AMCC Takes Quake
Quake, which makes physical-layer (PHY) chips for 10-Gbit/s optical transceivers, employs just more than 50 people. Nearly all the employees are expected to join AMCC, says Mitch Kahn, Quake's vice president of marketing. (See AMCC Acquires Quake.)
Quake CEO Daniel Trepanier would join AMCC and report directly to CEO Kambiz Hooshmand. The deal is expected to close this month.
It's an awkward time for AMCC to make an acquisition, given the company is in the throes of the stock-options scandal and therefore isn't releasing full earnings reports. But the all-cash deal is easily affordable, judging from the $336 million in cash and equivalents carried on AMCC's March balance sheet.
Founded in 2000, Quake builds chips targeting the 10-Gbit/s carrier metro market as well as shorter-reach enterprise and data center applications. The company raised $60 million during its lifetime, Kahn says -- half of which came in a 2001 round that included Cisco Systems Inc. (Nasdaq: CSCO). (See Why Cisco Likes Quake.)
Among Quake's favored targets is the XFP format -- a smaller module considered a high-end play in Quake's early days. With XFP getting its first taste of the mainstream, Quake has already started moving on, producing a chip for the even smaller and cheaper SFP+ format for 10-Gbit/s Ethernet and Fibre Channel modules. (See Lower Prices Boosting 10-GigE and XFP Module Gets a Shrink.)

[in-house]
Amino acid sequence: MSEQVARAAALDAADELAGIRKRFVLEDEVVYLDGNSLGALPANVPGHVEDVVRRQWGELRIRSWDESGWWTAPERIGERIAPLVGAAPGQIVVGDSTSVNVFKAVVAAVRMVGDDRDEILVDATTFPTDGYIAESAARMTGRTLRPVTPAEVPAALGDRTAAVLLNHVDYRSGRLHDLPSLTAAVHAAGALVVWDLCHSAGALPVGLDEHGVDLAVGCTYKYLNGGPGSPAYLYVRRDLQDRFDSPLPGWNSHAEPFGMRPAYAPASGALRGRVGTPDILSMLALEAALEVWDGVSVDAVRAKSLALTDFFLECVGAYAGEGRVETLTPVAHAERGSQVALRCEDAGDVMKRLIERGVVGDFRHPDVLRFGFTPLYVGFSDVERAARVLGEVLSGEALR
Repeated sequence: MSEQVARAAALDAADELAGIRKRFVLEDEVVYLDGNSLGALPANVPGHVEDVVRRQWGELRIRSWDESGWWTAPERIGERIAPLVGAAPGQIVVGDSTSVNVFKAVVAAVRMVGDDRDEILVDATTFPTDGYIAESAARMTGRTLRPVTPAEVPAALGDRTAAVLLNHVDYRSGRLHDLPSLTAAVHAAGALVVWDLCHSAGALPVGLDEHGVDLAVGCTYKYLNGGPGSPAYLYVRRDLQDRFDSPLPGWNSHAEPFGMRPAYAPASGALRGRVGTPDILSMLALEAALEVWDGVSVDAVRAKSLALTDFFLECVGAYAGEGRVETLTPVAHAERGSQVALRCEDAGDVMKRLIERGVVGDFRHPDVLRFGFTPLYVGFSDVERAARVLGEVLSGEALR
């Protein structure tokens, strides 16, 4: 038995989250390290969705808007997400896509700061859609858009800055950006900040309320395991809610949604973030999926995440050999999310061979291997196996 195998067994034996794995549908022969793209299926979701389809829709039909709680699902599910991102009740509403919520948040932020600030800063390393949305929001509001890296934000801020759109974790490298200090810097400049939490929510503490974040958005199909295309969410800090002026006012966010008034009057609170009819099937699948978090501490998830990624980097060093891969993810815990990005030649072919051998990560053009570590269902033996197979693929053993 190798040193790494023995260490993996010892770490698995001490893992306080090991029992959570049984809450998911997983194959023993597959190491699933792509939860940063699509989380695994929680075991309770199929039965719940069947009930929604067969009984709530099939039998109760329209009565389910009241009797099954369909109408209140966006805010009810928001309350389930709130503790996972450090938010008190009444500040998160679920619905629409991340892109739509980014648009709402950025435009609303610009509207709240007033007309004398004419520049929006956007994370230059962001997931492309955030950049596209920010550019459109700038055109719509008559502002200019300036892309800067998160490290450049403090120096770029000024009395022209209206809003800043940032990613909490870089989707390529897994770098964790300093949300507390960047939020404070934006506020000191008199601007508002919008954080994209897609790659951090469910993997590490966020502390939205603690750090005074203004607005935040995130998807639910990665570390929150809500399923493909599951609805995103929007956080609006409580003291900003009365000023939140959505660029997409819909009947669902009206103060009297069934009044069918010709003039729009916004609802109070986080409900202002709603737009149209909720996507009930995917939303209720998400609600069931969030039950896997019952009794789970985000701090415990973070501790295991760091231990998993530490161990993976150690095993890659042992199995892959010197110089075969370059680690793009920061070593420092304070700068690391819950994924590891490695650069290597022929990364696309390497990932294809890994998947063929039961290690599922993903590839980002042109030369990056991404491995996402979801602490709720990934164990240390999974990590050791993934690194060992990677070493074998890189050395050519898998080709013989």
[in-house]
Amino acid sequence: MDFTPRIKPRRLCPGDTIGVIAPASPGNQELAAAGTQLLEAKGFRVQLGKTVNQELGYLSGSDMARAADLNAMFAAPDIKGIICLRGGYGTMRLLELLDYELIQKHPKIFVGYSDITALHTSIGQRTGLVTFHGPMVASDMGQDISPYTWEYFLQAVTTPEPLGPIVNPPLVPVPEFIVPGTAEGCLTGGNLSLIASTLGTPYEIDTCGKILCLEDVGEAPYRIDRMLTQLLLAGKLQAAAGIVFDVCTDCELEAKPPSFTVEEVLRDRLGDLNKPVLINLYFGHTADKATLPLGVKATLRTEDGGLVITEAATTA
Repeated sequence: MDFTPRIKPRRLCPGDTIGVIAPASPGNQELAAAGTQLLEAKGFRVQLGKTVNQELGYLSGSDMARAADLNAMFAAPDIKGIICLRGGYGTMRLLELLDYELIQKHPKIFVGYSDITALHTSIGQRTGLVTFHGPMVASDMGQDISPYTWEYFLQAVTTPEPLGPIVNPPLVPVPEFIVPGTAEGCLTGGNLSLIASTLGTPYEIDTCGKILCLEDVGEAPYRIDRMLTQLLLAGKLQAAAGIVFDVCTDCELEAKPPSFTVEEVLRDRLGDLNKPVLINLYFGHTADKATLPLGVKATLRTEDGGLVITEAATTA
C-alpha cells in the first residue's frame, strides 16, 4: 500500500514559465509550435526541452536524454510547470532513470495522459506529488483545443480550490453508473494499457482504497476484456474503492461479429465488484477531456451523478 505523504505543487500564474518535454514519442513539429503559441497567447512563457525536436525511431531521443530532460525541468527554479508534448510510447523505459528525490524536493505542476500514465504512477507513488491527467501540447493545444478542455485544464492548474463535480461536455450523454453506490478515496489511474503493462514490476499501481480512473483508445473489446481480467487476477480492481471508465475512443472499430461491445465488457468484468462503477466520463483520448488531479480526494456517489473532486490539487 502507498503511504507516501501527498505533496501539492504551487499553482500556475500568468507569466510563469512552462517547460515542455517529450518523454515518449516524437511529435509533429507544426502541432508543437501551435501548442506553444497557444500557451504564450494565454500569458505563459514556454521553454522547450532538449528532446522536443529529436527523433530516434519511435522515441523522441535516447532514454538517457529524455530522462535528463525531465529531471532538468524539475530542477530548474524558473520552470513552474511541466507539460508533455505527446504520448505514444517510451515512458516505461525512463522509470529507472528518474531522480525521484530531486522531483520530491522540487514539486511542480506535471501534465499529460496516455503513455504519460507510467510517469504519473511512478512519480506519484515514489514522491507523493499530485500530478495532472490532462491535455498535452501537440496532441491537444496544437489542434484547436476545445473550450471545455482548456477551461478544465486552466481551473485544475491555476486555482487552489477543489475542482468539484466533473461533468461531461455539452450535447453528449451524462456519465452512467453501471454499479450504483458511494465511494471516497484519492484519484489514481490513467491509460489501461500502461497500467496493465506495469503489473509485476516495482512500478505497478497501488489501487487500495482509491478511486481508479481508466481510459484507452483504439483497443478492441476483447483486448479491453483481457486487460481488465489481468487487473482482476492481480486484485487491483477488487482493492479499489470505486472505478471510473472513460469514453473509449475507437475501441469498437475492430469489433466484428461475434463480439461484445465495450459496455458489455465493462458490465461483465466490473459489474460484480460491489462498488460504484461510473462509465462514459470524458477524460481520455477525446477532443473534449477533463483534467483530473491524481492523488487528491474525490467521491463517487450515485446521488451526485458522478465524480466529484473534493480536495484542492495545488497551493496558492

The acquisition gives AMCC a quick entry into those markets, as well as Quake's chips for enterprise interfaces such as the LX4 standard for transmitting Ethernet across short distances of older fiber. (See Vendors Still Driving LX4.) Quake gets the backing of a larger company, likely accelerating its ability to secure new customers, Kahn says.
Kahn wouldn't comment on whether Quake was profitable.
Yesterday also happened to be the scheduled date for AMCC's first-quarter earnings update. The company declined to give out net income data due to the stock-options investigation, and yet the news was good, as revenues of $69.7 million edged out analysts' consensus estimate of $68.9 million, according to Reuters Research .
Boosted by its "highest quarterly booking level in five years," AMCC expects revenues to increase 5 to 8 percent in its second quarter, Hooshmand said on yesterday's earnings call with analysts. That would put AMCC's second-quarter revenues between $73.2 million and $76.7 million, surpassing the analyst forecast of $71.2 million.
In a Securities and Exchange Commission (SEC) filing yesterday, AMCC also noted that the U.S. Attorney for the Northern District of California apparently is choosing not to continue an investigation into AMCC's past stock-option practices. But the filing added that the U.S. Attorney for California's Southern District is keeping its AMCC investigation alive.
AMCC stock was up 12 cents (5%) at $2.50 in after-hours trading.
— Craig Matsumoto, Senior Editor, Light Reading